I tend to shy away from commenting on the economy, but, having watched a few “disasters” unfold, it seemed appropriate to comment on the one that is about to happen.
A great deal has been written about the economic stimulus, and many people regularly express their doubts about what, if anything, it has accomplished. I can say for my own part it has accomplished a great deal, and has played a roll in my keeping several people employed for the past year.
True enough, we saw the train wreck coming before the fall of 2008. In my office we already had several meetings to discuss how we would confront the housing slow down. I assured my employees, who were beginning to get nervous about the economy, that I would keep them employed for a year, that we would continue to invest in the business, and that we would be the ones who would be left standing. That was, as I remember it, the better part of a year before Lehman Brothers and AIG made headlines and the credit market imploded. We were determined to make the company work and thrive; I believed that my vision of helping to create a more sustainable and efficient future was the best course, and still do.
As the market collapsed, and the housing market froze, I shifted an increasing proportion of the practice to commercial work. Our experience with energy efficiency helped;we completed a small hotel and a supermarket, each a market segment leader in its own way. Our residential clients had already been hesitating before the crash, and there was no chance they would come off the sidelines afterwards. Contractors would call us about one house or another, increasingly desperate, and all we could do is tell them that we are “on hold.” We were fortunate that as the dust settled and land prices plummeted that several “bargain hunters” entered the market. Our responsible approach to design appealed to them and we are pleased to be finishing several houses now. I don’t expect there to be too many more of those, however, as the supply of low priced lots was quickly exhausted. Those that can afford to sit on property are doing just that, and few people want to buy above the market.
While the commercial market provided a temporary respite from the saturated housing market, that came to a screeching halt when the dominoes started falling in 2008. Banks preferred to maintain their cash positions, and lending tightened to the point of a glacial freeze. Nobody disputes that credit was far too loose before the downturn, the correction, however, was so draconian as to prevent good loans from occurring. To this day, the unavailability of credit to small businesses, people who would otherwise expand and take advantage of lower costs in the market place, is a tragedy that is preventing sorely needed economic activity. Clients that would have built three buildings are choosing to build one, and those that might have built one have no choice but to wait—even if there business is forgoing potential revenue by not expanding. Much of the commercial market we are involved in, especially hotel work, has become a cash economy. Many people are fast to point out that lending was far too loose, and that this is a needed correction. On the larger point I agree, but, I would also point out that with few exceptions, our commercial clients are still in business, and the majority of those businesses are thriving.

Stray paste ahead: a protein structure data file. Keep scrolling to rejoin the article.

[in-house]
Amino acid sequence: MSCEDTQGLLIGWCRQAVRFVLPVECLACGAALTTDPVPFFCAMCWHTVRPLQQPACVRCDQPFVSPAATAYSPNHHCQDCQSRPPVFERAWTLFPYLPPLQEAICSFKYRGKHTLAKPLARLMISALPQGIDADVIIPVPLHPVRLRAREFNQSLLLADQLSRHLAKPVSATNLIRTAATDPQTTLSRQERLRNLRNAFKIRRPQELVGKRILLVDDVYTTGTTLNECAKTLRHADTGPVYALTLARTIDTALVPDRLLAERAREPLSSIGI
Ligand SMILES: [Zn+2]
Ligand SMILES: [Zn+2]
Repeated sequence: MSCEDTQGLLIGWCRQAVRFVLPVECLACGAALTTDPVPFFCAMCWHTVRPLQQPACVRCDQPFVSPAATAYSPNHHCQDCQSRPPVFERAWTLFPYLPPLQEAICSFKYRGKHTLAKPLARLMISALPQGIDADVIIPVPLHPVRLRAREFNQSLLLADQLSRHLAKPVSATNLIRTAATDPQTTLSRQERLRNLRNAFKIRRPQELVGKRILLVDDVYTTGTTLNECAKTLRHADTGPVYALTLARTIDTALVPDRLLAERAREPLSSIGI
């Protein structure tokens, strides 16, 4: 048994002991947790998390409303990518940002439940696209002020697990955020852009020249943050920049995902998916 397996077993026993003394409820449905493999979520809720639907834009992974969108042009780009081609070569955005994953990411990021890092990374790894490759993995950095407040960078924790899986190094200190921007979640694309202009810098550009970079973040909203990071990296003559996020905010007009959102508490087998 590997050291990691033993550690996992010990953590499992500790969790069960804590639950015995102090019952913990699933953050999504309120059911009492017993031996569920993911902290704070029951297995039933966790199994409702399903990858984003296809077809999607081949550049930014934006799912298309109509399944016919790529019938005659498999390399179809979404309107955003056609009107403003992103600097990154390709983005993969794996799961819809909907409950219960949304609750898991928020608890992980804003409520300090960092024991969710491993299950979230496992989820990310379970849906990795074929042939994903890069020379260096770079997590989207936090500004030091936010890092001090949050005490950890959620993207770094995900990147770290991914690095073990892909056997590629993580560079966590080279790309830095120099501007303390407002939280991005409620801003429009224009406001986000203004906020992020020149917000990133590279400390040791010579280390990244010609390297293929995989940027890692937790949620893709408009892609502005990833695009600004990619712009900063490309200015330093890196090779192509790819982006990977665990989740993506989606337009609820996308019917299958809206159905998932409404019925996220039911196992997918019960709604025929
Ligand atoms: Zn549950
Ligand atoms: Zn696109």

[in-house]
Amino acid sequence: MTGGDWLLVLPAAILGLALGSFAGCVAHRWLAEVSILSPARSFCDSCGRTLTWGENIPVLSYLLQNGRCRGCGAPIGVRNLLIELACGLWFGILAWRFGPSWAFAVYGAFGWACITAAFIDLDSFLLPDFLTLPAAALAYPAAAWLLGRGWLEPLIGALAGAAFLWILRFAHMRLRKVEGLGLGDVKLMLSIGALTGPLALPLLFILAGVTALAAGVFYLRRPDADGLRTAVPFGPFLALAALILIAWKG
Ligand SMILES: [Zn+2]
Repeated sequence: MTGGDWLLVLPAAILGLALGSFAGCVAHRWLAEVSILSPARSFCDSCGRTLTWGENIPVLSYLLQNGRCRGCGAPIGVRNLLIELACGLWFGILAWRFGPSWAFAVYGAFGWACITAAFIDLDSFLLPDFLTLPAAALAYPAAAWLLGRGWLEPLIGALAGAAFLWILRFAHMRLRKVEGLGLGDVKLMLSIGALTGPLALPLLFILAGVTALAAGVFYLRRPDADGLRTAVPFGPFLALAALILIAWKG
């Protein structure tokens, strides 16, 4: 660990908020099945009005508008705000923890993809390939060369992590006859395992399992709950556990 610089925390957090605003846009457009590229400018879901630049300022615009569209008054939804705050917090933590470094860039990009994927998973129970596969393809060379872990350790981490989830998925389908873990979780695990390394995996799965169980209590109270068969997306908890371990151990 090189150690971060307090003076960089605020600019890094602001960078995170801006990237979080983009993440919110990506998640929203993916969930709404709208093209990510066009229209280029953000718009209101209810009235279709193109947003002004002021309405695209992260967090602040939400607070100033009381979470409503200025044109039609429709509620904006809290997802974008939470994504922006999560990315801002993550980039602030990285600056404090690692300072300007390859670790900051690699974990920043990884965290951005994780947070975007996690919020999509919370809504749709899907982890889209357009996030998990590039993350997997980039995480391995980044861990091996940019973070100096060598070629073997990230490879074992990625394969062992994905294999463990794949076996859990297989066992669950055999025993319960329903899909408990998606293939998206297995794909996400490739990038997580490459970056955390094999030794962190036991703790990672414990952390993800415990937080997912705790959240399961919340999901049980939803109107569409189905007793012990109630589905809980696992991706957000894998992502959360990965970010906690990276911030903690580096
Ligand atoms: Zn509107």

If the time period between 2008 and 2009 was largely occupied by finishing commercial work, the time period between 2009 and today could largely be classified as work that was in part made possible by the fiscal stimulus. That the State of Utah wisely used money from the stimulus to free up money for Community Development Block Grants has played a large roll in many projects. One of our most significant projects today is funded through CDBG, which means at least part of the budget was made possible by the stimulus. Similarly, it is more than likely that housing work we undertook in Arizona would have never taken place had the Federal Government not provided economic relief to the states. In both cases, the stimulus funds have made up a small part of the overall budgets—that small part, however, has been significant in my continuing the employment of several people, in good paying jobs with health and retirement benefits. I suspect that there are countless small businesses very similar to mine that have, in one way or another, benefited from the stimulus spending. For me, it has meant keeping people employed—I doubt anyone in the small business sector has become rich, or taken a vacation: we just want to see people working. I still look out at an office full of people.
I do not expect to see another stimulus, and, with congress focusing on the budget deficit it is unlikely that there will be more aid to the states. That in itself is not a problem: if I had run a debt in my own business I would not be here today. That the credit markets are still largely frozen, and that capital is not flowing to the small business sector is, and will continue to be the most significant problem facing us all. I am not talking about borrowing money to make payroll, I am talking about my clients having access to capital so that they can hire my company to expand and renovate their businesses. As I see it, the most perilous crisis facing the economy at this moment is withdrawing the stimulus before credit is freely flowing. I agree with those who say that the private sector is best equipped to drive a recovery, but to do so, the private sector needs the basic tools of finance. Without them, we are all reduced to a cash economy—a contraction of epic proportions.